How Hammertoes Form and What to Do about Them


What are Hammertoes?;What Country Foot Care doctors say about Hammertoes

We all prefer things to work and look the way they are supposed to, but sometimes that is not the case. When you look at your feet, do you notice that some toes seem out of position? Instead of lying flat and straight, are they bent at a right angle like a hammer? When the middle joint of the second, third, or fourth toe pokes up into the air farther than normal, you may have a condition called hammertoes.

Why Won’t My Toes Straighten Out?

The position of your toes is determined by the muscles attached to them. Muscles can only pull, not push, so you need some of them to curl the toe up, and others to pull it straight again. When these two sets of muscles are not in balance, your toe stays in a curled-up position. Why would this happen? One cause is shoes that force the toes into a bent position, which is why women experience this condition more often than men.

Shoes with pointed toes don’t have enough room for your toes to lie flat and high heels push them against the front of the shoe. In both cases, your toes are held in a deformed shape. The middle joint bends up like an upside-down V, while more weight is put on the tip and the base where they press against the shoe. The muscles under your toe become tighter and shorter while those on top loosen and lengthen. Over time, the bottom muscles can’t stretch out, and the top muscles are no longer strong enough to pull your toe flat, even when you aren’t wearing shoes.

Another consequence is the formation of a corn at the top of the V where your toe joint constantly rubs against the shoe. This small, circular patch of hard, dry skin can become quite painful as your shoe presses it into the tender tissue below it. Calluses can also develop on the tip of your toe and ball of your foot, from the extra pressure of your weight on those spots.

Early Treatment of Flexible Hammertoes

First of all, you need to choose footwear for function and comfort first—and style second. Ladies sometimes have trouble with this, but it is necessary if you don’t want to hobble around with painful, bent toes. Shoes should be a half-inch longer than your longest toe, and have enough width to let your toes move around. Heels should be low enough to distribute your weight evenly over your foot, instead of forcing it all onto the ball of foot area. The shoe material should have some give to it, such as soft leather or canvas, or you might be able to have your stiff pair stretched out at a shoe repair shop. Sandals may be a helpful style, as long as they provide sufficient support for your arch. To view a sampling of some of the shoes we recommend, visit the Country Foot Care Medical Shoe Store.  

As hammertoes are caused by the unequal pulling of tendons when you walk, correcting the underlying biomechanical imbalance by wearing the right shoes and custom orthotics can relieve pain and help avoid surgery by arresting the progression of the deformity.  There are also simple steps you take on your own to deal with this problem.  If your toe is bent (hammered) but still flexible, try stretching it by gently pulling it toward you, or pick up small items from the floor with your toes to strengthen the muscle function. You can also sit with your feet on the floor and scrunch up a towel with your toes. Other treatment methods include cushions or padding from the drug store to protect tender areas, or taping to hold the bent toe straight.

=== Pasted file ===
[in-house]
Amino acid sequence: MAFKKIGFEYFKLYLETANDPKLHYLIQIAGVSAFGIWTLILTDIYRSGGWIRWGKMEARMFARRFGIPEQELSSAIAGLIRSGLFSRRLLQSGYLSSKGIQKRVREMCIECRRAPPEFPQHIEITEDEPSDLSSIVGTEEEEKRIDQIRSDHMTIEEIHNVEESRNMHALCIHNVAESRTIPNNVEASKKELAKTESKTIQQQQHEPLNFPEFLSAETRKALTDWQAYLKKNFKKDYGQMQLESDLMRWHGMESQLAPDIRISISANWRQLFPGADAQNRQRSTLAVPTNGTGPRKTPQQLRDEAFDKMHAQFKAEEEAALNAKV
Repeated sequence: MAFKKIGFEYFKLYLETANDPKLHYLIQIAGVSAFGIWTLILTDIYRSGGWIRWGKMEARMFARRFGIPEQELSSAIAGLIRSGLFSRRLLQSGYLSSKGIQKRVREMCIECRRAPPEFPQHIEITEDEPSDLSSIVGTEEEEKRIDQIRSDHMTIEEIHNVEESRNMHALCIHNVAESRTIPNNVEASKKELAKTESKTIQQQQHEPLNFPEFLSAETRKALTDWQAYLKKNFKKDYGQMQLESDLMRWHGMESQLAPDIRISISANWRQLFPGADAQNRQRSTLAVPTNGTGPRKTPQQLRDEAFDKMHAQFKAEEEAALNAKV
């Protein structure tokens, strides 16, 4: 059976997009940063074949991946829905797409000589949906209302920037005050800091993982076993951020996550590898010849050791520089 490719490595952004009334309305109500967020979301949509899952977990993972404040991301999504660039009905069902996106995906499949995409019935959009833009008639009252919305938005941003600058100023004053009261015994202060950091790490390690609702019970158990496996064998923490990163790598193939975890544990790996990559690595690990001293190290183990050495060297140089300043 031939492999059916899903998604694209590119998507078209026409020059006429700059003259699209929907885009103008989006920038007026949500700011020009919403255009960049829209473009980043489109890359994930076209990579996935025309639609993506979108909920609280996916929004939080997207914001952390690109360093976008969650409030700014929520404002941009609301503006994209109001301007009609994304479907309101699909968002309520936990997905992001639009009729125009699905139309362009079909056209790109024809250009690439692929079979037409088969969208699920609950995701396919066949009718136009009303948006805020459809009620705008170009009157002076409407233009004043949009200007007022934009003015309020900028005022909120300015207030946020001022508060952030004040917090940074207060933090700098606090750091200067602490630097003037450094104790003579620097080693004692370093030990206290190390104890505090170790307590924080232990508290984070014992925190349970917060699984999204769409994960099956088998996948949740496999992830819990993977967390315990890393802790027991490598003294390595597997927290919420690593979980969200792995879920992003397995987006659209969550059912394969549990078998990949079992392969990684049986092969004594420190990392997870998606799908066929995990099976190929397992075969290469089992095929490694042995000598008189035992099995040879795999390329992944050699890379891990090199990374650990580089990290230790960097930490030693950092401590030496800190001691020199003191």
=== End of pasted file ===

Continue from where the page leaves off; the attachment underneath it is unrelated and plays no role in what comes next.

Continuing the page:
How to Treat Rigid Hammertoes

Don’t wait to see us only after your toe has become rigid and you can’t flatten it at all—even by pressing down on it. At that point, conservative methods will not work and we may have no option but to recommend surgical treatment to straighten it. At this point, conservative treatment consisting of pairing down the corns and calluses will only afford temporary pain relief.  Because hammertoe deformities are progressive, patients can reach a point where conservative treatment will not work, and surgery may be considered to straighten the toe.  Patients with poor circulation due to diabetes may only have non-surgical options available to them due to the risks associated the disease.  These options would include wearing shoes designed for the challenges of diabetes, available in our Medical Shoe Store, and having care performed by one of the Country Foot Care doctors.

Our goal is to help you reach the optimal level of foot health care.  To learn how we can help you we invite you to make an appointment by contacting our offices during regular hours or, to schedule an appointment online now, simply click on the MAKE AN APPOINTMENT button at the top of this page.